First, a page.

On the evening of August 14, the Astros had just dropped two straight to the Expos and had lost eight of ten overall, dropping them to four games below .500. Despite lofty expectations and a ballyhooed off-season, the team was foundering. They’d gone through the machinations of both contender (trading for deadline prom queen Carlos Beltran) and non-entity (they’d fired manager Jimy Williams only weeks before and replaced him with the default-settings Phil Garner), and were apparently headed for oblivion.

Although at that time there was little reason for Houston partisans to check the wild-card standings, if they had they would’ve seen that the Astros were seven games off the pace and behind six teams in the chase for the final NL playoff berth. Heck, even the Mets were better off.

Since that date, the Astros have ripped off 19 wins in their last 21 games and now find themselves a half-game behind the Cubs in the NL wild-card race. As such, it’s finally reasonable to ask: Can they do it?

According to Clay Davenport’s Post-Season Odds Report, we can eliminate one path to glory. The Astros have roughly the same chance of winning the NL Central as we will of seeing a Lyndon LaRouche presidency. However, the Astros rise to mathematical significance in the wilder shores of the wild-card chase. Here’s how the NL Wild Card fray stacks up in terms of odds of making the post-season:

Team             Chance

Cubs              50.7%
Giants            25.5%
Astros            22.3%
Padres             7.4%
Marlins            3.2%
Phillies           0.1%

As you can see, the Cubs and Giants both have superior odds, but the Astros, with better than a one-in-five chance, are still drawing strong breath in this race.

Now let’s see how the Astros fare in terms of remaining schedule:

Team      Home/Road     Opp. Winning %

Cubs        13/13           .489
Giants       9/12           .500
Astros       9/14           .517

This should be harrowing news for the Astros. Not only do they play the toughest remaining docket, but only nine of their remaining 23 games are at home (although, to be fair, the Astros have been slightly better away from Minute Maid Park this season). Perhaps the best hope at leveling the schedule for Houston is that when they meet the Cardinals in the next-to-last series of the season, they catch the Cards in full-bore “rest our good players” mode. Aside from those slim hopes, the Astros are at a distinct disadvantage in terms of the schedule.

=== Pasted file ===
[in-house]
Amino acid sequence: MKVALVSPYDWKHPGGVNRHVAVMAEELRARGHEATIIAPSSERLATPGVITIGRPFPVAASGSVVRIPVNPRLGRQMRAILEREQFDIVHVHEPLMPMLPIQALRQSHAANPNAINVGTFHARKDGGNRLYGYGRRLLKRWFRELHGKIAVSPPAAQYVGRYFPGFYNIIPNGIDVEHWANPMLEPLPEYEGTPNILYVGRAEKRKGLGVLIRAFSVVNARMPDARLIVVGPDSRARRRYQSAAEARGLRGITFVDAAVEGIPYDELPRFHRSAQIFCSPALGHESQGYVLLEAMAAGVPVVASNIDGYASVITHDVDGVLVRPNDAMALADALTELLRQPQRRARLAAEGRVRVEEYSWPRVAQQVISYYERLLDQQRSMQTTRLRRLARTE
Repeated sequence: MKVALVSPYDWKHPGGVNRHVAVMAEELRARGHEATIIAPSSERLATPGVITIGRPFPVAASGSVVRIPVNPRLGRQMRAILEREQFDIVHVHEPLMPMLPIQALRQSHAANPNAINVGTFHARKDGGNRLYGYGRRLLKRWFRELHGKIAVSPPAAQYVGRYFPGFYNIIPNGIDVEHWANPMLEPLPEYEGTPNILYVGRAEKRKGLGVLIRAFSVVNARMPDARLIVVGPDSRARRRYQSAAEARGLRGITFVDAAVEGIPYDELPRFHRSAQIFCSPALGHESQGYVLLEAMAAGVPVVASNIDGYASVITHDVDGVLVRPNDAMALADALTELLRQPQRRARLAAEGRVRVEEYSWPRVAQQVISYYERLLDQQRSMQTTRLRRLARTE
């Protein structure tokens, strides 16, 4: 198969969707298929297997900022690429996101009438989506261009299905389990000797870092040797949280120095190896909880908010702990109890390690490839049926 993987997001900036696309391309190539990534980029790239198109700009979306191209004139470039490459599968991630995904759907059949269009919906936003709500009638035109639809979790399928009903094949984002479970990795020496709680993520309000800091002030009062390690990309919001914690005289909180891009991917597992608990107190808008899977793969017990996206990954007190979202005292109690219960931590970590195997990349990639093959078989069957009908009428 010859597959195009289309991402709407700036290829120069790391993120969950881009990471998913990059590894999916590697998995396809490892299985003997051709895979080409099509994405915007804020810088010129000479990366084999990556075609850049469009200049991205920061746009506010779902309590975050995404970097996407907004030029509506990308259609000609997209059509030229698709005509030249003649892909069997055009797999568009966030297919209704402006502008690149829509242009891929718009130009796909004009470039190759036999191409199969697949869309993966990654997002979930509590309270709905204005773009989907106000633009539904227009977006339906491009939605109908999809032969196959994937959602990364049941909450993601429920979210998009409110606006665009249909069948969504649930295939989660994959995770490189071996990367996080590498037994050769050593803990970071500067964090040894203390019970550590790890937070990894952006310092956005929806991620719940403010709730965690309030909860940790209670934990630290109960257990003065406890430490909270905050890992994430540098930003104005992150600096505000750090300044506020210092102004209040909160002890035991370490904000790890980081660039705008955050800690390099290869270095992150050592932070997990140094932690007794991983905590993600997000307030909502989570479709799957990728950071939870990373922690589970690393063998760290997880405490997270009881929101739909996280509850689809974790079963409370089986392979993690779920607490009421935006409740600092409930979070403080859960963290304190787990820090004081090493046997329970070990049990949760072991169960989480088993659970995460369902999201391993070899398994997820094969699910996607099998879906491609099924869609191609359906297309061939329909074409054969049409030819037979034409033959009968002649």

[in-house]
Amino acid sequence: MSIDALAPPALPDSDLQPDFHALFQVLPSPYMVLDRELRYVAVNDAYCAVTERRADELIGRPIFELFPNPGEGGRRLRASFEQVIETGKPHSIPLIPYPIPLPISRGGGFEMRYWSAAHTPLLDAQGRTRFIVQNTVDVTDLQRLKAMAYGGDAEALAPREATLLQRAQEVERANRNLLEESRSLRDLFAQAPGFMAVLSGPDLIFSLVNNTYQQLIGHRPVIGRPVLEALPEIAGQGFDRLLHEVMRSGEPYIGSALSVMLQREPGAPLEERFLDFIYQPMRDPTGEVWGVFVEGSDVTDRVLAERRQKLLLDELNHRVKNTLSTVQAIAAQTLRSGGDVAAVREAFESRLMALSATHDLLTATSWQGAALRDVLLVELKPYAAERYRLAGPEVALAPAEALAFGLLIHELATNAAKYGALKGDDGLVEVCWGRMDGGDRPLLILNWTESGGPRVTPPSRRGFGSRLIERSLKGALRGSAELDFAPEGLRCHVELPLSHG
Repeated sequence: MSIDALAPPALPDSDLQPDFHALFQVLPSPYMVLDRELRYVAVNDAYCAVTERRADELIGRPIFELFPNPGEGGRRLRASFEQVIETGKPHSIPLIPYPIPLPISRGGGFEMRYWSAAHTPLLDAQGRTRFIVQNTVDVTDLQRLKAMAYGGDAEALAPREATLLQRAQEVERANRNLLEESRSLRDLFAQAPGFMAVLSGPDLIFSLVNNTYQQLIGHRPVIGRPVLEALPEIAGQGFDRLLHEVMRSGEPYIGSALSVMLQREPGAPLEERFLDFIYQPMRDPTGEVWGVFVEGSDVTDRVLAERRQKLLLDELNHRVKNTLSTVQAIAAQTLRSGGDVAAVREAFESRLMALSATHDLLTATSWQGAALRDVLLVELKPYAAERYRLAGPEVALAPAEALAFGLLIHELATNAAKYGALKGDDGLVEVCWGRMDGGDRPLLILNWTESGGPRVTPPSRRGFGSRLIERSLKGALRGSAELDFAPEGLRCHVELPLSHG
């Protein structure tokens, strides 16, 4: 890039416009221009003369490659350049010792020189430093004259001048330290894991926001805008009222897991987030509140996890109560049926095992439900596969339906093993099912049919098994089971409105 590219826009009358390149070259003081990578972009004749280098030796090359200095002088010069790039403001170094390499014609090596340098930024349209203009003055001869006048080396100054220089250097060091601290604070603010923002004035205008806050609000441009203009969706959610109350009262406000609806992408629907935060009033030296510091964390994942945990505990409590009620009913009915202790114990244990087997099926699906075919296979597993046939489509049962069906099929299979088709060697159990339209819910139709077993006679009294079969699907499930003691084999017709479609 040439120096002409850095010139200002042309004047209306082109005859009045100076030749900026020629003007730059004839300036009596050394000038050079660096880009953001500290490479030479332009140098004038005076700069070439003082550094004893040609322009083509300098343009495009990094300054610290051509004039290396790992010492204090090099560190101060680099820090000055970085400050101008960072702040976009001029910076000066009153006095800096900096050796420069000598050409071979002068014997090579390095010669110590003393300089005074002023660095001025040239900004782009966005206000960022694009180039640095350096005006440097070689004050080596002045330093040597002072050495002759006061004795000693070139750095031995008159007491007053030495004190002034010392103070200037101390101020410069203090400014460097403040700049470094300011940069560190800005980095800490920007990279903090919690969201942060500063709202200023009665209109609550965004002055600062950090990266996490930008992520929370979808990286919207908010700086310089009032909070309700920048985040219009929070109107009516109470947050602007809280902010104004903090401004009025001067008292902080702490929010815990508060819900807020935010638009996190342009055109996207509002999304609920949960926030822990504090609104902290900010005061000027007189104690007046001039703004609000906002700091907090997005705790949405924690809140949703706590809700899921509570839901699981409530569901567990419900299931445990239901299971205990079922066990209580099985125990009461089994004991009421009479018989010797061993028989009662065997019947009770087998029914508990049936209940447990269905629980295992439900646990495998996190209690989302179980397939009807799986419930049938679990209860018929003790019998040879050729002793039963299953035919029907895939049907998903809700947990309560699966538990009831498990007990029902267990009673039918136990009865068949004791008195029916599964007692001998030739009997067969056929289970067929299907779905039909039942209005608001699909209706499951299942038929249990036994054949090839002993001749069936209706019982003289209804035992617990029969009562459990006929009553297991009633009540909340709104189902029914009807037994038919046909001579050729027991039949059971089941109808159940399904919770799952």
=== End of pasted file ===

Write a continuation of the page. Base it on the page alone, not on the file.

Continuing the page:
In order to better gauge how the Astros might fare for the balance of the season, it’s instructive to isolate the stuff of their recent hot streak. In recent weeks, the Astros’ run-prevention numbers have been, interestingly enough, worse than they’d been before the streak. However, the Astro batters have hit .279/.360/.481 since the All-Star break, which means they’ve been, roughly speaking, better than the Red Sox have been this season.

In August, when the bulk of the Astros’ recent hot streak took place, only the hapless Brad Ausmus appears to have played significantly beyond his expected level of performance, coming in at .297/.366/.406. The Astros haven’t been buoyed by a preponderance of fluke 30-day performances; what they’re doing is finally hitting like we thought they would. The upshot is that it’s less likely that they’ll suffer major regression, in terms of run scoring, over the season’s final weeks.

Another key will be whether the soft underbelly of the rotation (meaning Brandon Backe, Peter Munro and Carlos Hernandez) can achieve serviceability over the season’s final weeks. When 60% of your rotation has combined to allow 5.19 runs per game, it’s hard to indulge in fond dreams of the playoffs.

And can the bullpen hold up? The trade of Octavio Dotel, the flop of David Weathers and the loss of Dan Miceli to, of all things, pinkeye, have winnowed the bullpen down to one effective reliever: Brad Lidge. In my mind, Lidge has been the best reliever in baseball this season. In 78 1/3 innings, he’s posted a 4.8 strikeout-to-walk ratio and allowed just 2.07 runs per game. He’ll have a shot at becoming only the sixth strict reliever ever to strike out at least 150 batters in a single season. More to the point, Lidge is the lone Astro reliever presently on the active roster with a R/G of less than 5.0.

That’s a great deal of bullpen value confined to a reliever who’s on pace to throw a career-high of 92 1/3 innings. As great as Lidge has been (and as effective as he’s been in recent months), it’s essential that he not flag under the heavy workload.

To allay some of their pitching fears, it would be prudent for the Astros to go to a four-man rotation for the month of September. This would accomplish two things. One, half of their remaining starts would go to Roy Oswalt and Roger Clemens. Two, it would allow Munro to work exclusively out of the bullpen, the role in which he’s been much more effective over the course of his career. The bullpen could be further fortified by Wade Miller, whose shoulder may be well enough for him to pitch the final two weeks of the season. The Astros have already indicated he’ll be used in relief if he does return.

(Another key? Score at least five runs. Houston this season is 58-13 when scoring five or more and 16-50 when tallying fewer than five.)

There’s nothing Houston can do about the rigorous schedule they face (or, for that matter, the bunny-tail softies left for the Cubs), but they can make some structural adjustments to the pitching staff in order to better their chances. They’d best do that right away if they’re to have any hope of making the postseason.

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